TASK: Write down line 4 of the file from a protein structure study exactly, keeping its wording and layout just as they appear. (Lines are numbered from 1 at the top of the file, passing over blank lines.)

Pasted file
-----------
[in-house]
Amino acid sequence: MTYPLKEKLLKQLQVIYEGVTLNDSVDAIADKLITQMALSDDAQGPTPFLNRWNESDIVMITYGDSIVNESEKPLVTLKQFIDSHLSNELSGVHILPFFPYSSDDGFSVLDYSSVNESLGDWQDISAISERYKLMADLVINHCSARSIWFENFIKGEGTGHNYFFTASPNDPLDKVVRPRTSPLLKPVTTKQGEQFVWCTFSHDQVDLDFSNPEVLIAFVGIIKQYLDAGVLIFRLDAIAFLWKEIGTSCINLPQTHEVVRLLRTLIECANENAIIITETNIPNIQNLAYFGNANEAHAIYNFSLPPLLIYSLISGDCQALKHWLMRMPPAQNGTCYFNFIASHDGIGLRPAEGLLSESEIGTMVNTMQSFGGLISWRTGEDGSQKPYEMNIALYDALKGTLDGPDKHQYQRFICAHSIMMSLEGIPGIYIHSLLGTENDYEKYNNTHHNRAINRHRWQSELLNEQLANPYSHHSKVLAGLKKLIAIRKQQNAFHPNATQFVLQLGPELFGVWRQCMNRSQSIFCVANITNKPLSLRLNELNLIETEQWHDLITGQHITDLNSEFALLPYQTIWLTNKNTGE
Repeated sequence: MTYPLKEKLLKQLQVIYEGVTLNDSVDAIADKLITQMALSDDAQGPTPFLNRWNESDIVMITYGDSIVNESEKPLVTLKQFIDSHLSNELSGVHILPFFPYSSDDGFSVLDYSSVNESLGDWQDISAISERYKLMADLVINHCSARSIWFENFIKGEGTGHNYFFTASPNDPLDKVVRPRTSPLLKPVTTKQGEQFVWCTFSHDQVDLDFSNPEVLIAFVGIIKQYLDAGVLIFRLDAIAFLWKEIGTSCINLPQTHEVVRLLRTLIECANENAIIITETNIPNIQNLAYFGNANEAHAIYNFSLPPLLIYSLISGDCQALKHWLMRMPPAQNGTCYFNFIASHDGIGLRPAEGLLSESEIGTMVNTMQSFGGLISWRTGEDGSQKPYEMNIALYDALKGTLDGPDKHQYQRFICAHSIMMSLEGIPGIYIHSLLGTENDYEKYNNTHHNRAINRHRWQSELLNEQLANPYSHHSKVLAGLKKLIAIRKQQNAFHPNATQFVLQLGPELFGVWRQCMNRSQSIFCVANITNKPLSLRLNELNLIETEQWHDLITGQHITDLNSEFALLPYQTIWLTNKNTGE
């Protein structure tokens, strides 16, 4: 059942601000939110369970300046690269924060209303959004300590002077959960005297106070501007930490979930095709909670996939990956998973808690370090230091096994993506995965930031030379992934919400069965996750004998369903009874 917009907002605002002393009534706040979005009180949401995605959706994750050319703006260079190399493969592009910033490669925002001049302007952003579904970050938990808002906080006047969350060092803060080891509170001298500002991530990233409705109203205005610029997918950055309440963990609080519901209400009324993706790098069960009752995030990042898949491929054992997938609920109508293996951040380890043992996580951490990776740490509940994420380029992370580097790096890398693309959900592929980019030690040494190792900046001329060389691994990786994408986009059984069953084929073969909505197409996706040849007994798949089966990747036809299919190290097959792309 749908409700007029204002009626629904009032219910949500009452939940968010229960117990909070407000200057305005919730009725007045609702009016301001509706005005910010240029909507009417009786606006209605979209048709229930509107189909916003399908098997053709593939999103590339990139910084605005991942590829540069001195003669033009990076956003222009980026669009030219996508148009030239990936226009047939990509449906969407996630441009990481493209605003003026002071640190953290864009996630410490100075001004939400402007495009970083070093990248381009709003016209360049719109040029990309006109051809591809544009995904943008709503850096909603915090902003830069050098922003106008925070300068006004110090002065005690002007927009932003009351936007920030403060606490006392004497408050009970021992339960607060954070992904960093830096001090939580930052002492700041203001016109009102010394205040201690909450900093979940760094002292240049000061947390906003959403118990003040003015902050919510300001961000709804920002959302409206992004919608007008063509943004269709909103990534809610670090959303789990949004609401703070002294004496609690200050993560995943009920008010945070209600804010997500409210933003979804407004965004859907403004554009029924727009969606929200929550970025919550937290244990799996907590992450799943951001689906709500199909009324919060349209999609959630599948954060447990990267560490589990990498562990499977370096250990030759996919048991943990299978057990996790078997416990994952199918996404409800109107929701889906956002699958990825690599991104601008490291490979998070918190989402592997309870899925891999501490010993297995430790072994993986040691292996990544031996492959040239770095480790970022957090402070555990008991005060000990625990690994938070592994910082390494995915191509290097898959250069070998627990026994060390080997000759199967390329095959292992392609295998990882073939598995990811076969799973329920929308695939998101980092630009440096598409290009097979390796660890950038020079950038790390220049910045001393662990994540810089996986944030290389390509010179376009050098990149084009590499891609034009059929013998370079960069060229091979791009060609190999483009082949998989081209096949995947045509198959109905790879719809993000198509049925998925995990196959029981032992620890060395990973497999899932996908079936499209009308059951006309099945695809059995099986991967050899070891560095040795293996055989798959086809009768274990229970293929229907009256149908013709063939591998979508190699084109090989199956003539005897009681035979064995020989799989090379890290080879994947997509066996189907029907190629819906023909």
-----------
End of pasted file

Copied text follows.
């Protein structure tokens, strides 16, 4: 059942601000939110369970300046690269924060209303959004300590002077959960005297106070501007930490979930095709909670996939990956998973808690370090230091096994993506995965930031030379992934919400069965996750004998369903009874 917009907002605002002393009534706040979005009180949401995605959706994750050319703006260079190399493969592009910033490669925002001049302007952003579904970050938990808002906080006047969350060092803060080891509170001298500002991530990233409705109203205005610029997918950055309440963990609080519901209400009324993706790098069960009752995030990042898949491929054992997938609920109508293996951040380890043992996580951490990776740490509940994420380029992370580097790096890398693309959900592929980019030690040494190792900046001329060389691994990786994408986009059984069953084929073969909505197409996706040849007994798949089966990747036809299919190290097959792309 749908409700007029204002009626629904009032219910949500009452939940968010229960117990909070407000200057305005919730009725007045609702009016301001509706005005910010240029909507009417009786606006209605979209048709229930509107189909916003399908098997053709593939999103590339990139910084605005991942590829540069001195003669033009990076956003222009980026669009030219996508148009030239990936226009047939990509449906969407996630441009990481493209605003003026002071640190953290864009996630410490100075001004939400402007495009970083070093990248381009709003016209360049719109040029990309006109051809591809544009995904943008709503850096909603915090902003830069050098922003106008925070300068006004110090002065005690002007927009932003009351936007920030403060606490006392004497408050009970021992339960607060954070992904960093830096001090939580930052002492700041203001016109009102010394205040201690909450900093979940760094002292240049000061947390906003959403118990003040003015902050919510300001961000709804920002959302409206992004919608007008063509943004269709909103990534809610670090959303789990949004609401703070002294004496609690200050993560995943009920008010945070209600804010997500409210933003979804407004965004859907403004554009029924727009969606929200929550970025919550937290244990799996907590992450799943951001689906709500199909009324919060349209999609959630599948954060447990990267560490589990990498562990499977370096250990030759996919048991943990299978057990996790078997416990994952199918996404409800109107929701889906956002699958990825690599991104601008490291490979998070918190989402592997309870899925891999501490010993297995430790072994993986040691292996990544031996492959040239770095480790970022957090402070555990008991005060000990625990690994938070592994910082390494995915191509290097898959250069070998627990026994060390080997000759199967390329095959292992392609295998990882073939598995990811076969799973329920929308695939998101980092630009440096598409290009097979390796660890950038020079950038790390220049910045001393662990994540810089996986944030290389390509010179376009050098990149084009590499891609034009059929013998370079960069060229091979791009060609190999483009082949998989081209096949995947045509198959109905790879719809993000198509049925998925995990196959029981032992620890060395990973497999899932996908079936499209009308059951006309099945695809059995099986991967050899070891560095040795293996055989798959086809009768274990229970293929229907009256149908013709063939591998979508190699084109090989199956003539005897009681035979064995020989799989090379890290080879994947997509066996189907029907190629819906023909």